Soon, congregations nationwide - many with only a few dozen members - were holding fish fries, sponsoring cake walks and throwing carnivals to raise the $3,000 they needed to invest in Kennard's company.
For their small investment, the faithful were assured, they would eventually get their money back more than 100 times over - up to $500,000 in a grant or a forgivable loan. What they actually got, prosecutors say, is duped.
Kennard, 46, was charged with bilking nearly $9 million from 1,600 churches in 41 states in just over a year. His month-long trial on 132 counts - from money laundering to tax evasion to mail fraud - ended Thursday and his fate now lies with a jury, which begins deliberations Friday.
The government argued that the charismatic Kennard took advantage of the nation's tight network of black churches to launch a fast-growing pyramid scheme.
"I know you can see clearly it was a scheme, all right. And for some 1,600 churches, it was a nightmare," prosecutor David McClernan told jurors during closing arguments.
Kennard, who represented himself, countered he's not guilty of anything.
"It's not a law against riding in a Cadillac, if you don't want to ride in a Volkswagen," Kennard said in his opening remarks.
Kennard, prosecutors say, represented his Network International Investment Corp., based in Wildwood near the Georgia-Tennessee border, as a $25 million business with more than $100 million in investments.
About three-quarters of the investments would be used to build resorts and the rest would go back to the churches that paid the $3,000 fee. But the resorts were never built and, in most cases, the money was never paid out. The churches saw their big plans - for expansions, outreach programs, drug rehabilitation classes - dashed.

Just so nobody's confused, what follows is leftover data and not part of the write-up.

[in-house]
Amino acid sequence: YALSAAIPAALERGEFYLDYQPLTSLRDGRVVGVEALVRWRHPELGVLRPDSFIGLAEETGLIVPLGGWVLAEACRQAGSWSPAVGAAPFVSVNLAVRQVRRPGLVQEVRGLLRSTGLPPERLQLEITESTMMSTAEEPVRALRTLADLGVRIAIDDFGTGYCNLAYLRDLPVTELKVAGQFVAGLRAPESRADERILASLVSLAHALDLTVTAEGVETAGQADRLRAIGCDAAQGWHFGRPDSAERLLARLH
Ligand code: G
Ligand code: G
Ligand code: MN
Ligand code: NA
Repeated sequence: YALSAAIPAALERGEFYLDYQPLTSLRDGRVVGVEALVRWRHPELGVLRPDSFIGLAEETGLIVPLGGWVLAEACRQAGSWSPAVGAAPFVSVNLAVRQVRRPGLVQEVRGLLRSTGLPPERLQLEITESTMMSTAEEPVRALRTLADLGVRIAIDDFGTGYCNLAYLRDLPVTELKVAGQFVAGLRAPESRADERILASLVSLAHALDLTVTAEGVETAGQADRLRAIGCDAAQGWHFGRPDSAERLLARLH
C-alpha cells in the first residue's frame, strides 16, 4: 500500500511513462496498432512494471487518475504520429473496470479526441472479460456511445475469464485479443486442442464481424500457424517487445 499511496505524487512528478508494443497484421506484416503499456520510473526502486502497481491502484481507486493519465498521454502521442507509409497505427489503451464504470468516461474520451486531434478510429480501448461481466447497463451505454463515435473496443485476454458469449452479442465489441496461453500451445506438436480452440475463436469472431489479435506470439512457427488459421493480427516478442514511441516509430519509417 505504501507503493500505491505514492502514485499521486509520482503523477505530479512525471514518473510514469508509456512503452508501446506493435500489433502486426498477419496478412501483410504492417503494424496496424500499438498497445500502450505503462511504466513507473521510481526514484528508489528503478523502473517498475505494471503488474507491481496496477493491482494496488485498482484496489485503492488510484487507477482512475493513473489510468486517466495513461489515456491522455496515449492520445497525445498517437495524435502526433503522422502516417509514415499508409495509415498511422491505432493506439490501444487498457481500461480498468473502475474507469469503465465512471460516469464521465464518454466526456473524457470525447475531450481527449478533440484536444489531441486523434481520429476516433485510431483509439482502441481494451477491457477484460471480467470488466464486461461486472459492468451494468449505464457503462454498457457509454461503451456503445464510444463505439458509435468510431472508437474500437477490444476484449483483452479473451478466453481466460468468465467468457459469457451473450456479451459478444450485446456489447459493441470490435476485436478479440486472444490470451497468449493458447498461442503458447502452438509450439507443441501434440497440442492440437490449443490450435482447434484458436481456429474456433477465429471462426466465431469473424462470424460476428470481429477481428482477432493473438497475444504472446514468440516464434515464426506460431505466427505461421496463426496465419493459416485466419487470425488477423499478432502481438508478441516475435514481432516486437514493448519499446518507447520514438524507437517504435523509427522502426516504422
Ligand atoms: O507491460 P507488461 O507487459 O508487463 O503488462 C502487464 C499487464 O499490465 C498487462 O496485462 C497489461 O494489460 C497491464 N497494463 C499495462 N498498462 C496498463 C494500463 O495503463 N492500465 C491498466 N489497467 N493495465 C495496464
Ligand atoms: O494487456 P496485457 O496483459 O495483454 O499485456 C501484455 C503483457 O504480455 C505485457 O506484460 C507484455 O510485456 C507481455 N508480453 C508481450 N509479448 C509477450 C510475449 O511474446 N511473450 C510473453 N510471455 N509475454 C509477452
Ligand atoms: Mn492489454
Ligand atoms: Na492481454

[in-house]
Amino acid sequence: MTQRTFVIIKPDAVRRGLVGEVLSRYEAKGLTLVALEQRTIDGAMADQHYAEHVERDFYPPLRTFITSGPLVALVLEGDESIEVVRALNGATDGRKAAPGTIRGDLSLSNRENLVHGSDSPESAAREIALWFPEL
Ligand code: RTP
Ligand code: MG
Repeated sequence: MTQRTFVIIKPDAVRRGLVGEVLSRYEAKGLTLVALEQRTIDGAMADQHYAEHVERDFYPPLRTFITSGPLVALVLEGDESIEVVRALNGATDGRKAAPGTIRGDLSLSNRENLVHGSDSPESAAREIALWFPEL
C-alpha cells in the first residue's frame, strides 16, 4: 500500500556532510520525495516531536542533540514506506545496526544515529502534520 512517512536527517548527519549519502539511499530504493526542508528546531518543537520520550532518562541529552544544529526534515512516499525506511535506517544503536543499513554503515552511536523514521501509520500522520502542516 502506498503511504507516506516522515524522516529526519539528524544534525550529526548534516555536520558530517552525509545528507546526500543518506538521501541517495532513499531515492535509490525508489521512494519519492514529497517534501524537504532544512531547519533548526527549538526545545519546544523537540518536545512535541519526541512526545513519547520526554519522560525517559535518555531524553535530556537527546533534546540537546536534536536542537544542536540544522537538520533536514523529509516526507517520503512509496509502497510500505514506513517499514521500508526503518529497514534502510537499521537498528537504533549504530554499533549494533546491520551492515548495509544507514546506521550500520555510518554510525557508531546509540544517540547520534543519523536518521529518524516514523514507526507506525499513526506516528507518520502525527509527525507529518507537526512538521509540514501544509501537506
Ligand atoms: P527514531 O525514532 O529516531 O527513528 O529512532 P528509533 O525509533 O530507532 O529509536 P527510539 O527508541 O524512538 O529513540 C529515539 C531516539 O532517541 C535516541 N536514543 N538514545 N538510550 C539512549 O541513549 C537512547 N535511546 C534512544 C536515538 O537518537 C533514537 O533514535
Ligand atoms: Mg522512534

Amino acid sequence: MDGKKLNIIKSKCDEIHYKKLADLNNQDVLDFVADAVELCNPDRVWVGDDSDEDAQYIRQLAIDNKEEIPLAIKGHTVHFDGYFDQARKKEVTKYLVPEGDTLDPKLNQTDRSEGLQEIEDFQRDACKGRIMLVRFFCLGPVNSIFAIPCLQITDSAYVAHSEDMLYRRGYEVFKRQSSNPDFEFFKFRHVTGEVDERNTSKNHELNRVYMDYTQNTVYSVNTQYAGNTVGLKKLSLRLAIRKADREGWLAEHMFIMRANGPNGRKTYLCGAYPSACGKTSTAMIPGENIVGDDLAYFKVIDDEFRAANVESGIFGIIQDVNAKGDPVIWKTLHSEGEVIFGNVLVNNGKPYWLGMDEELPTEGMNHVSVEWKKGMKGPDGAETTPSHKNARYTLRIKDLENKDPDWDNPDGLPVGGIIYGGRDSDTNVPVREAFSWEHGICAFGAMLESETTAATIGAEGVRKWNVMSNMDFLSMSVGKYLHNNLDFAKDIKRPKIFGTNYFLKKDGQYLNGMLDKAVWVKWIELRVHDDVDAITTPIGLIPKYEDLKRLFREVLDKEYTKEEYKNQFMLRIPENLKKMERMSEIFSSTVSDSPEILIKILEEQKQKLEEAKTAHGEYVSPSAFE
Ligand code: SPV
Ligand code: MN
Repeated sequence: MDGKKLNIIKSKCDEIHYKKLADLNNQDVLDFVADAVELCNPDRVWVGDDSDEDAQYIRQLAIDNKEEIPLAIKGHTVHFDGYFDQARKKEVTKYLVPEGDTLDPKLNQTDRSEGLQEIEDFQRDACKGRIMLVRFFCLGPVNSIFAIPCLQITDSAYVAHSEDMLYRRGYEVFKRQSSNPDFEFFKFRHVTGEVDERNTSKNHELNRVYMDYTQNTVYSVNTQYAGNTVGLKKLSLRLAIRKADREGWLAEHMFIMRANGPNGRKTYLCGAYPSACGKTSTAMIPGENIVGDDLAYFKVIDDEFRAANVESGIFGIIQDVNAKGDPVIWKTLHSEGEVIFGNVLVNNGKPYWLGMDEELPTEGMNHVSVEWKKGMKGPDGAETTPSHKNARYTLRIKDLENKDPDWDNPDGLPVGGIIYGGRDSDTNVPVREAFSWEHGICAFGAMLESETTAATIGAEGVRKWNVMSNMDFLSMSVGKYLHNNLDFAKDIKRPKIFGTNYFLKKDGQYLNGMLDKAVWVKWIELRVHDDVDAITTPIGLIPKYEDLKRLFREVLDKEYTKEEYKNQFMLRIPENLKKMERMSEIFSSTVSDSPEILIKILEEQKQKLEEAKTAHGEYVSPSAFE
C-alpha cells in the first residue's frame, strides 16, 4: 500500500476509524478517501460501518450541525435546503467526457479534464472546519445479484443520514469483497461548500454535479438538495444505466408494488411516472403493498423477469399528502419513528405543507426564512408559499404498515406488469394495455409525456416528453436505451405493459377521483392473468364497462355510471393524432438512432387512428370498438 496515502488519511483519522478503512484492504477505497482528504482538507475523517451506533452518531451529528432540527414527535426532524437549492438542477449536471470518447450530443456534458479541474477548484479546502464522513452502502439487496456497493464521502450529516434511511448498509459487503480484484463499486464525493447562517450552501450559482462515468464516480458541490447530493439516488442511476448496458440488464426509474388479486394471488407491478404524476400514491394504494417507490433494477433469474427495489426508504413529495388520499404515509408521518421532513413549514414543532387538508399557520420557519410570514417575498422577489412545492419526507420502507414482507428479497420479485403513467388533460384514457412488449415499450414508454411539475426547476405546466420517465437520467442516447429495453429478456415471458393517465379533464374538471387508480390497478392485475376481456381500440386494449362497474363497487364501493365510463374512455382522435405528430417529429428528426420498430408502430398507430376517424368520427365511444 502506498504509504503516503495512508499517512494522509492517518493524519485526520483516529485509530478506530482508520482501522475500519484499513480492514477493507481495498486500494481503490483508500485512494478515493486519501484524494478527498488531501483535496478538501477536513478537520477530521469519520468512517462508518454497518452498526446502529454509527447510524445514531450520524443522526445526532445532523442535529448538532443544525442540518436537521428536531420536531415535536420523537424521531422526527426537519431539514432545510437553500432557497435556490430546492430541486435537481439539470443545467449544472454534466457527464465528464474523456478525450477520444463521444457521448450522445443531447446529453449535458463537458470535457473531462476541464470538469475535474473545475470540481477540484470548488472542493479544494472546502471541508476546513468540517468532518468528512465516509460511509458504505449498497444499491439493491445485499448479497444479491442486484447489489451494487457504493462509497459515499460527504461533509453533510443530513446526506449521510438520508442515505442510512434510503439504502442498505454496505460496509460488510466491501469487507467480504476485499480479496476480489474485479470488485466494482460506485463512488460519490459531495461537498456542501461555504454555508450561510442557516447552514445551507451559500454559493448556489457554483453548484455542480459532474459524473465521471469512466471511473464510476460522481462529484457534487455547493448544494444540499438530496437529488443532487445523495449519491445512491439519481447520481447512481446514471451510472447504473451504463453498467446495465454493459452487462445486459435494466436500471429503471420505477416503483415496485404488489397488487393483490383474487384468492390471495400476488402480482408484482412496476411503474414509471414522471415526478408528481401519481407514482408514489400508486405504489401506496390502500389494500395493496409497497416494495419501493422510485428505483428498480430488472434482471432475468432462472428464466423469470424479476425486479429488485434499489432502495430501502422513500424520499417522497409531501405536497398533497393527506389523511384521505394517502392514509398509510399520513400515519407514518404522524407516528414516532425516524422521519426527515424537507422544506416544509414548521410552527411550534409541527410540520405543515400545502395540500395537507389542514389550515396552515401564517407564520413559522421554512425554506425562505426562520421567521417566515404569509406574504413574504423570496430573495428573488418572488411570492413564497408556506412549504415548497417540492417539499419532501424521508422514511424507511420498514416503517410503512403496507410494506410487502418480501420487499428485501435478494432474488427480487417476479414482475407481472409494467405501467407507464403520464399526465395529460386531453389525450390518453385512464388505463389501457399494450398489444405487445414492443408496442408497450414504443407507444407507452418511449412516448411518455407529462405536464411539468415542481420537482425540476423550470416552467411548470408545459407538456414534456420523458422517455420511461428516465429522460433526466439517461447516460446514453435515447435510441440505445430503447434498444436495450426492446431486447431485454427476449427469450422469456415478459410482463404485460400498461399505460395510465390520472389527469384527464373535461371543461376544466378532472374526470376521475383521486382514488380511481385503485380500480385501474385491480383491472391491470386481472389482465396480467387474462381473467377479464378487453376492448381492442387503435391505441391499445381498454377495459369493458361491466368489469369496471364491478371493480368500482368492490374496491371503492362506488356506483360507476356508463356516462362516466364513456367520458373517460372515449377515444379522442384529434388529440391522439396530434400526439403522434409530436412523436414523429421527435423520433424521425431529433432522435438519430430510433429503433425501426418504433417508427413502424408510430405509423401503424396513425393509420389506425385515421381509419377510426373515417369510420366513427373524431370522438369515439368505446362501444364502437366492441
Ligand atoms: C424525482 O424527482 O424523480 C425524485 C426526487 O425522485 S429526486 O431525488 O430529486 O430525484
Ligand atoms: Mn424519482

A sharply dressed Kennard crisscrossed the country on private jets and in limousines with a flashy promotional video in hand. But it was faith that sold Kennard's brethren on the deal. They in turn told their friends, nephews, cousins, brothers and, most importantly, fellow pastors.
"It wasn't about ignorance. It was about trust," said the Rev. James Cane of Victory Worship Center in Birmingham, Ala., one of several pastors who testified against Kennard.
"It was like a domino effect," added the Rev. Willie Robbins of the Greater Cathedral Worship Center in Nashville, Tenn., who helped spread the word to Cane and other pastors. "I had preachers telling me, 'I don't trust him, but I trust you."'
Much of the money went to Kennard and his family. It bought cruises and more than a dozen cars, including several Cadillacs and Mercedes-Benzes, prosecutors said.
The vehicles, along with Kennard's assets, were seized by the government. Kennard also used the money to pay for the jets and limos he used during his trips to promote his program, according to prosecutors.
Kennard was tried along with his brother, Laboyce, who was charged with conspiracy to launder money. Prosecutors said he received more than $360,000 from his brother.
Laboyce Kennard's attorney, Giles Jones, said Thursday his client was only trying to start his own business and had no knowledge of his brother's church enterprise.
"They want to make a big deal that he stuck his head in the sand," Jones said.
The Kennards' cousin, Jannie Trammel, and stepbrother Alvin Jasper also were indicted but pleaded guilty and testified at Kennard's trial. Lawyer R. Scott Cunningham is charged with money laundering, but will be tried later.
Michael Trost, who was appointed as Kennard's lawyer but became standby counsel when Kennard chose to represent himself, said he believes Kennard intended to help the churches.
"In hindsight, mistakes were made and things weren't done as correctly as they could have been, but that's not a crime," Trost said.
Trammel, who served as Kennard's right-hand and often helped sell the program to preachers, said she was willfully blinded by her charismatic cousin.
"Because of my relation with him, I didn't see those red flags," she testified. "There's no question people were misled."
By Errin Haines